In doing work with N1QL, I quickly realized that it may have some of the same security concerns as SQL.  In particular, N1QL injection could be a new surface area for attack in Couchbase 4.0.  That’s what I call the N1QL equivalent of SQL injection.  I found that while the risks are lower in N1QL than in SQL, there are still some areas that need to be addressed by application developers using Couchbase.

As a result, I did some research and recently wrote a guest post on N1QL security for Couchbase users.  It researches possible N1QL injection security concerns, then goes into how to protect your applications when using N1QL.


Windows Domain Account Lockout Mystery

In addition to development, I sometimes get saddled with some domain administration.  We recently encountered a strange mystery, where a user’s account was being locked out every day as soon as they booted up their computer.  They hadn’t even tried to login yet, but their account was being magically locked out.

After lots of research, all of the obvious solutions were excluded.  We finally tracked it down by turning on Kerberos logging on the client computer (http://support.microsoft.com/kb/262177).  We then found Event ID 14, stating “The password stored in Credential Manager is invalid“.  But there were no passwords stored in the Credential Manager!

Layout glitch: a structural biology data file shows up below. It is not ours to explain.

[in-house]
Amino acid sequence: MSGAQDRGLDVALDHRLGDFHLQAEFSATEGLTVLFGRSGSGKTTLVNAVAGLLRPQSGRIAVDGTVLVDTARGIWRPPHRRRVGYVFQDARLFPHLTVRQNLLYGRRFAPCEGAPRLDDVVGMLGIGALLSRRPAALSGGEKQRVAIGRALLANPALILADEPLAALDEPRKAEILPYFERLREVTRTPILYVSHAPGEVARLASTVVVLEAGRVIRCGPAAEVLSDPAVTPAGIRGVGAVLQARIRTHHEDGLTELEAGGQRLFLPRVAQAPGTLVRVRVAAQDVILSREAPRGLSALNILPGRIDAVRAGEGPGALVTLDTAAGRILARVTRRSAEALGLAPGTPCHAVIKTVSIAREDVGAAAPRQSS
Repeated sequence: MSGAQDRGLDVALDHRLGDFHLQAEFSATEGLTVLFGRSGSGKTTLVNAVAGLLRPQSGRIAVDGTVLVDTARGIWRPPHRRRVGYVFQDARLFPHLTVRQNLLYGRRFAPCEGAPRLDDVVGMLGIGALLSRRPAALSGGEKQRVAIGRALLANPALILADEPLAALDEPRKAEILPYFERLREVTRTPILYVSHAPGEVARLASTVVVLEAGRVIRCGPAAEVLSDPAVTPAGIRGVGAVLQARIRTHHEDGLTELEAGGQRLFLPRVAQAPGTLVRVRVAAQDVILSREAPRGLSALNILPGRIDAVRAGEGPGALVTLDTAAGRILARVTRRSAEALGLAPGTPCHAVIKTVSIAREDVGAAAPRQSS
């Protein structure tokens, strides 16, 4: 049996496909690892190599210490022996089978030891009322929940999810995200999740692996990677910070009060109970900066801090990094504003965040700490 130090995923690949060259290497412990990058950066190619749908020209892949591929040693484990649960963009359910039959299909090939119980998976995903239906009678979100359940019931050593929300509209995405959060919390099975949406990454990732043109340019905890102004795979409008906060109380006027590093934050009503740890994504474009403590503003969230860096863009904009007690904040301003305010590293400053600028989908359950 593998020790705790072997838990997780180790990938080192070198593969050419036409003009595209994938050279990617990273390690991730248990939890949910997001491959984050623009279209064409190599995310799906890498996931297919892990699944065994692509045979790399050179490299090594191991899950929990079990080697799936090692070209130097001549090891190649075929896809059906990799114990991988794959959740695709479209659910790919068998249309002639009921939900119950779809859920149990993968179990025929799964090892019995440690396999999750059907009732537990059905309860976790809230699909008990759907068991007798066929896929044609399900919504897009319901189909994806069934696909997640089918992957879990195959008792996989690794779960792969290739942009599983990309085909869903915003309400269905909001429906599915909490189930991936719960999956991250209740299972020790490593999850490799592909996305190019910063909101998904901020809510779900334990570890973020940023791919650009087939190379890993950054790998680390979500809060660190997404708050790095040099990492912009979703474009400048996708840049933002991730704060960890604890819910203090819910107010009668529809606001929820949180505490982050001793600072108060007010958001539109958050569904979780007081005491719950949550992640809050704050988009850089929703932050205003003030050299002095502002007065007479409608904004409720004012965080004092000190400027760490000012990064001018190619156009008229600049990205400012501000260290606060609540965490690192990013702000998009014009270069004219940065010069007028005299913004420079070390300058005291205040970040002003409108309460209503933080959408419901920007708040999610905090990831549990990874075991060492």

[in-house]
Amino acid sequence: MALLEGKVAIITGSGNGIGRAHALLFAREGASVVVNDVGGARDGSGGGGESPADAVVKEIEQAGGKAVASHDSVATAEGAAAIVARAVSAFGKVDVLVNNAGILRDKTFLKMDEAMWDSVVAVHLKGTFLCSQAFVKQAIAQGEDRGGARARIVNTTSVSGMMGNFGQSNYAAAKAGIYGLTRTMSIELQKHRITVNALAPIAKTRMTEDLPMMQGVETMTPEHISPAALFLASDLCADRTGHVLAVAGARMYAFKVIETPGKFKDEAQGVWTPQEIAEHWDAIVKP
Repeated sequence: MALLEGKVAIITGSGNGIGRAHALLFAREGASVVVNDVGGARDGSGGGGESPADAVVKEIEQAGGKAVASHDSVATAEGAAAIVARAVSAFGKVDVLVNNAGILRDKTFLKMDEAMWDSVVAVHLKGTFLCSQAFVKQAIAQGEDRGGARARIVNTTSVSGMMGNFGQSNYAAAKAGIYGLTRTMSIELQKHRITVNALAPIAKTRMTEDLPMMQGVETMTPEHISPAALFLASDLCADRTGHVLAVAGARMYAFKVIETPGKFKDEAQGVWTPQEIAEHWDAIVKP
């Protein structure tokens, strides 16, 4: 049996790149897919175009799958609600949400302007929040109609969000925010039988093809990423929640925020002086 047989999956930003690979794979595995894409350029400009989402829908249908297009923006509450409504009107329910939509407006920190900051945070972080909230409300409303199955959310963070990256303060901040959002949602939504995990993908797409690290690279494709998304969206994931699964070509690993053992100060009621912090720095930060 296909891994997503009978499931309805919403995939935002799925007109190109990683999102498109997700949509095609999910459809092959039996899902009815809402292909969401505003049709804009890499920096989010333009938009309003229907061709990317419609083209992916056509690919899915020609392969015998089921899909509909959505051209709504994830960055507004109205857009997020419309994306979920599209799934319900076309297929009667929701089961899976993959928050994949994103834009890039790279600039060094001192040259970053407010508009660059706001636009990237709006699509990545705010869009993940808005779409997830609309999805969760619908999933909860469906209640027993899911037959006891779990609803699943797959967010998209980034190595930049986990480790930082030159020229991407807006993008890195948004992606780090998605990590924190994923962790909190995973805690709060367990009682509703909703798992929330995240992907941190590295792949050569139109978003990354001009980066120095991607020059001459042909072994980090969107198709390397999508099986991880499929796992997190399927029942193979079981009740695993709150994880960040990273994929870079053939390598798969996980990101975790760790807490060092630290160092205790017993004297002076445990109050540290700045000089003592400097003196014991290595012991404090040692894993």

At this point, we found this very helpful forum discussion that explains it: http://social.technet.microsoft.com/Forums/windows/en-US/e1ef04fa-6aea-47fe-9392-45929239bd68/securitykerberos-event-id-14-credential-manager-causes-system-to-login-to-network-with-invalid?forum=w7itprosecurity.

Apparently, your user account credentials can get saved to the SYSTEM (a.ka. local computer) account on the computer.  Once there, you can’t access it through any normal UI to remove it.  We think this probably had something to do with our RADIUS auth on the WiFi network, but we’re not sure.  Fortunately, the instructions in the post were spot on.